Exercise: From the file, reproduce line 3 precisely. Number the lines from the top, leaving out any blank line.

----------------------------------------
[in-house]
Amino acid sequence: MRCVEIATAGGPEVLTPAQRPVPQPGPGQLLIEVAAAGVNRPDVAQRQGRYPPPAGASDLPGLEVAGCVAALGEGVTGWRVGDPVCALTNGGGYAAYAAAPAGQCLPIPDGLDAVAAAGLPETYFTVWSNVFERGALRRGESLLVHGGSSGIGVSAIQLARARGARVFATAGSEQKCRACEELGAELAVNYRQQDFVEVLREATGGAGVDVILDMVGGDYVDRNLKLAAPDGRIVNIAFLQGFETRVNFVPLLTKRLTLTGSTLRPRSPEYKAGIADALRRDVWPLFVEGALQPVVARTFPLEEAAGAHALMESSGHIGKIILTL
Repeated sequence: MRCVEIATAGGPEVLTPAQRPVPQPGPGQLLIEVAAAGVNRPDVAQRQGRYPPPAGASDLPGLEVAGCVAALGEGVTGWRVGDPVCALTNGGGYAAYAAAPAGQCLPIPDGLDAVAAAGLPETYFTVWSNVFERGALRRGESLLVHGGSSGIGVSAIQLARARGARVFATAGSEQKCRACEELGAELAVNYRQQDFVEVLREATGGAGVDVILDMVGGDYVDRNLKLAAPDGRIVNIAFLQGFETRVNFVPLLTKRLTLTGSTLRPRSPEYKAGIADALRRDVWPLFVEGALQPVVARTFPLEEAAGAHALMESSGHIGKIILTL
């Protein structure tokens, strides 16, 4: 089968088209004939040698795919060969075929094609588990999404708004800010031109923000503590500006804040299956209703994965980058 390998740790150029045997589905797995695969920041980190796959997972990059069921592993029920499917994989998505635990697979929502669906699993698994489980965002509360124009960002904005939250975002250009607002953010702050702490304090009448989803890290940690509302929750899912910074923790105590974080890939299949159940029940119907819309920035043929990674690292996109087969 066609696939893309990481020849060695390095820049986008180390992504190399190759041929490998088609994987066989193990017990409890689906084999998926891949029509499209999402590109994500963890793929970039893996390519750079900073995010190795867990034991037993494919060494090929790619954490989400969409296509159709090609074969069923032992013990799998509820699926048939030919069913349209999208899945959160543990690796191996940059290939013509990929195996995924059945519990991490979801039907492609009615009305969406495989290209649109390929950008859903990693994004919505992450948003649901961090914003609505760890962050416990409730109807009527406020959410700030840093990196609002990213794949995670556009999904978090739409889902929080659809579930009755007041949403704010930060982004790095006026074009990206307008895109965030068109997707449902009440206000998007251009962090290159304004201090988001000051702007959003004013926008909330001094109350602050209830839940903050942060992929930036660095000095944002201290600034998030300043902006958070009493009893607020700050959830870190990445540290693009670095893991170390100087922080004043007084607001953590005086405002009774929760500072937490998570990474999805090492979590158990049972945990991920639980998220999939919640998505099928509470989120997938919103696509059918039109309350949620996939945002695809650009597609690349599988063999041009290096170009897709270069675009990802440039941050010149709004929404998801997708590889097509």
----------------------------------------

Repeated sequence: MRCVEIATAGGPEVLTPAQRPVPQPGPGQLLIEVAAAGVNRPDVAQRQGRYPPPAGASDLPGLEVAGCVAALGEGVTGWRVGDPVCALTNGGGYAAYAAAPAGQCLPIPDGLDAVAAAGLPETYFTVWSNVFERGALRRGESLLVHGGSSGIGVSAIQLARARGARVFATAGSEQKCRACEELGAELAVNYRQQDFVEVLREATGGAGVDVILDMVGGDYVDRNLKLAAPDGRIVNIAFLQGFETRVNFVPLLTKRLTLTGSTLRPRSPEYKAGIADALRRDVWPLFVEGALQPVVARTFPLEEAAGAHALMESSGHIGKIILTL